Microbial surfactants

Microbial surfactants or biosurfactants are surface active byproducts, synthesized by microorganisms like bacteria, yeasts and fungi. They are also termed as bioemulsifiers and the terms are used synonymously. They have low or high molecular weight, low toxicity, biodegradability, stability at high temperature, pH and salinity and ability to be tailored by methods of genetic engineering. These properties make them superior to chemical surfactants and therefore they have been used for various industrial, environmental and medical applications. They perform different functions like increasing surface area of hydrophobic and water insoluble substrates (like oils), increasing bioavailability of hydrophobic substrates by increasing their solubility or desorption and regulating attachment and detachment of producer microbe to and from surfaces. According to the producing culture and properties bioemulsifiers are classified as Glycolipids, Lipopeptides and Particulate Biosurfactants.

Production, biosynthesis and genetics:
In the laboratory, bioemulsifiers are produced on conventional synthetic defined media containing mineral salts, carbon and nitrogen source suitable for the growth of producing microbe. Nonconventional media like dairy byproducts like whey, leftover from fish market, industrial effluents, molasses, corn steep liquor or sea water have also been used. The medium is inoculated with microbial culture and incubated under controlled temperature, time and shaking/static conditions. How to detect the production of bioemulsifier? For this certain physicochemical assays are carried out; some preliminary detection tests are: measurement of oil emulsification activity (emulsion formation), dye binding, wetting activity, hydrophobicity, hemolytic assay, colorimetric assay and interfacial/surface tension measurement. Estimation of protein, lipid or carbohydrate content will give an idea about chemical composition as well as protocol for further purification can be determined. Structure of purified product can be estimated by advanced physicochemical techniques of chromatography, crystallography or spectrophotometry. The properties like antimicrobial, sporicidal or degradation assays can be performed under in vitro or in vivo conditions.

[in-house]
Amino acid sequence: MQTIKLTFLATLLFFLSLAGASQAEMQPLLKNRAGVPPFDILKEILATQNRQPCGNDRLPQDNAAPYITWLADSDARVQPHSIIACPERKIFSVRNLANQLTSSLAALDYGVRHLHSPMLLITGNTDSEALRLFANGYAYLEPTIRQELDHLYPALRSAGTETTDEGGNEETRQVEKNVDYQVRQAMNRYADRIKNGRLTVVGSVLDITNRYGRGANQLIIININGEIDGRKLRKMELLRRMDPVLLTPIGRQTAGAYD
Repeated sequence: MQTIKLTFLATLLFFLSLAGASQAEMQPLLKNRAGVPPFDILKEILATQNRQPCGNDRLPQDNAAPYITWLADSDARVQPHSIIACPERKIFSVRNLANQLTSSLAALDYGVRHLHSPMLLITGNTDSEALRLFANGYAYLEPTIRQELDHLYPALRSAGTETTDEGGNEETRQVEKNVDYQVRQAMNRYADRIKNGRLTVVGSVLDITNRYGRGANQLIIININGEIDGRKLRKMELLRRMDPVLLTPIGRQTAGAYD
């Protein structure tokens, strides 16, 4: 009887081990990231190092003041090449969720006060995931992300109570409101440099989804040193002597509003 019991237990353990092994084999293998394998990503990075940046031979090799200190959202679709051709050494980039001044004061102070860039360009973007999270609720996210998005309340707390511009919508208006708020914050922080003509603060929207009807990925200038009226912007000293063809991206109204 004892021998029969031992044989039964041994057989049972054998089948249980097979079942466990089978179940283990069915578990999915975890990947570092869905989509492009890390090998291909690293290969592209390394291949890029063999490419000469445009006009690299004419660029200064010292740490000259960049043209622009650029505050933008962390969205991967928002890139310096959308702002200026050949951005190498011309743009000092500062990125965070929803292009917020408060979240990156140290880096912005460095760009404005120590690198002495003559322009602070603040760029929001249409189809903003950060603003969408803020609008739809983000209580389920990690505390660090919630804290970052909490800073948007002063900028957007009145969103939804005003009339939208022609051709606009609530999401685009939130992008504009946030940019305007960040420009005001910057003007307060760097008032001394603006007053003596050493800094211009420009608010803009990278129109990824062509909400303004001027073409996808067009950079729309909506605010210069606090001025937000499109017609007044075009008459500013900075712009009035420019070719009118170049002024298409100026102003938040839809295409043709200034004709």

Biosynthesis pathways of emulsifier production can be elucidated by performing specific assays for regulatory enzymes involved in synthesis of polymers like bioemulsifiers.
Genetic studies are done with respect to the mutants lacking bioemulsifier production. The genes or gene clusters encoding regulator and promoter proteins of biosynthetic pathways and their transcriptional activation can be analysed which would represent genetic basis for bioemulsifier synthesis.

Principle producing microbial genera:
Bacteria, yeasts and fungi are producers of surfactants.

Bacteria are Acinetobacter, Acetobacter, Arthrobacter, Corynebacterium, Brevibacterium, Nocardia, Micrococcus, Bacillus, Paenibacillus, Pseudomonas, Bifidobacter, Serratia, Rhodococcus and Streptococcus etc.

Fungal genera include Penicillium, Aspergillus, Colletotrichum, Verticillum, Fusarium etc.
Biosurfactant producing yeasts are Torulopsis, Candida, Yarrowia, Aureobasidium, Saccharomyces etc.

Important applications of biosurfactants in industry, environment and pharmacy are enlisted:


• Electrocoating process
• Cleaning of oil contaminated vessels
• Large scale on field cleaning of oil spills
• Emulsion stabilizers
• Paint formulation

• Microbially enhanced oil recovery (MEOR)
• Oil spill management
• Biodegradation
• Bioremediation of xenobiotics and recalcitrants
• Heavy metal recovery


• Cosmetics like moisturizers and other dermatological creams/lotions
• Antibiotics like viscosin, surfactin, gramicidin, erythromycin, polymyxin (anti-viral, bacterial, fungal and yeasts pathogens)
• Other antimicrobial drugs
• Food additives and stabilizers
• Drug delivery system
• Immunization formulations
• Toothpaste/mouthwash/germicidal solutions

• Biofertilizer formulations
• Anti-Mollusks, nematode, insects and fungal formulations
• Biological control of seedling blight, seed rot etc

• Biofilm formation and stabilization
• Chemotaxis
• Quorum sensing
• Pathogenesis related phenomena like tissue invasion
• Establishment of the microbe in its microhabitat

In this article, it was attempted to organize the vast information available on microbial surfactants.

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